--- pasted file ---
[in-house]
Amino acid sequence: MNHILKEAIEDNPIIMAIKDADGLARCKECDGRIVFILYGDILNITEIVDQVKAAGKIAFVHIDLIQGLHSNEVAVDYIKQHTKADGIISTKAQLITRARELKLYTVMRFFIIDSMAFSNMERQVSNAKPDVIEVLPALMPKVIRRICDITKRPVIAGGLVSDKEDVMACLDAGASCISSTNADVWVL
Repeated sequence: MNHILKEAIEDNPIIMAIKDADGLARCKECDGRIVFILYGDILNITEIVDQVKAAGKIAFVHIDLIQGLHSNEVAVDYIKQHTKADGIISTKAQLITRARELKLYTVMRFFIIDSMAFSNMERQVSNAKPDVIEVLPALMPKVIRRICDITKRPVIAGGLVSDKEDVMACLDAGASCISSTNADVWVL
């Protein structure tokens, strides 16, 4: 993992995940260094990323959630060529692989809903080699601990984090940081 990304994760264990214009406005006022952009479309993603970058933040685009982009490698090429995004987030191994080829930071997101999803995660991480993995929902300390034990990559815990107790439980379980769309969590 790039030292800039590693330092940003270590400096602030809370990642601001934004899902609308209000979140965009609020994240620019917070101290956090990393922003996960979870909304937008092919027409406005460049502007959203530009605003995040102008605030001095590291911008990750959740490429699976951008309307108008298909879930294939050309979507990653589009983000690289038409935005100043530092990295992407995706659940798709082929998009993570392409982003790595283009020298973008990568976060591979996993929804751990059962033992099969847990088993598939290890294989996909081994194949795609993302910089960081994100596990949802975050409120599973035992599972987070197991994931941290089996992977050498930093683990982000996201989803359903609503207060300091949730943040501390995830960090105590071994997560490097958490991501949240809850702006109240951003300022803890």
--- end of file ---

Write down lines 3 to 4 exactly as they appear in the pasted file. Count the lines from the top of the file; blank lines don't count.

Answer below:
Repeated sequence: MNHILKEAIEDNPIIMAIKDADGLARCKECDGRIVFILYGDILNITEIVDQVKAAGKIAFVHIDLIQGLHSNEVAVDYIKQHTKADGIISTKAQLITRARELKLYTVMRFFIIDSMAFSNMERQVSNAKPDVIEVLPALMPKVIRRICDITKRPVIAGGLVSDKEDVMACLDAGASCISSTNADVWVL
């Protein structure tokens, strides 16, 4: 993992995940260094990323959630060529692989809903080699601990984090940081 990304994760264990214009406005006022952009479309993603970058933040685009982009490698090429995004987030191994080829930071997101999803995660991480993995929902300390034990990559815990107790439980379980769309969590 790039030292800039590693330092940003270590400096602030809370990642601001934004899902609308209000979140965009609020994240620019917070101290956090990393922003996960979870909304937008092919027409406005460049502007959203530009605003995040102008605030001095590291911008990750959740490429699976951008309307108008298909879930294939050309979507990653589009983000690289038409935005100043530092990295992407995706659940798709082929998009993570392409982003790595283009020298973008990568976060591979996993929804751990059962033992099969847990088993598939290890294989996909081994194949795609993302910089960081994100596990949802975050409120599973035992599972987070197991994931941290089996992977050498930093683990982000996201989803359903609503207060300091949730943040501390995830960090105590071994997560490097958490991501949240809850702006109240951003300022803890």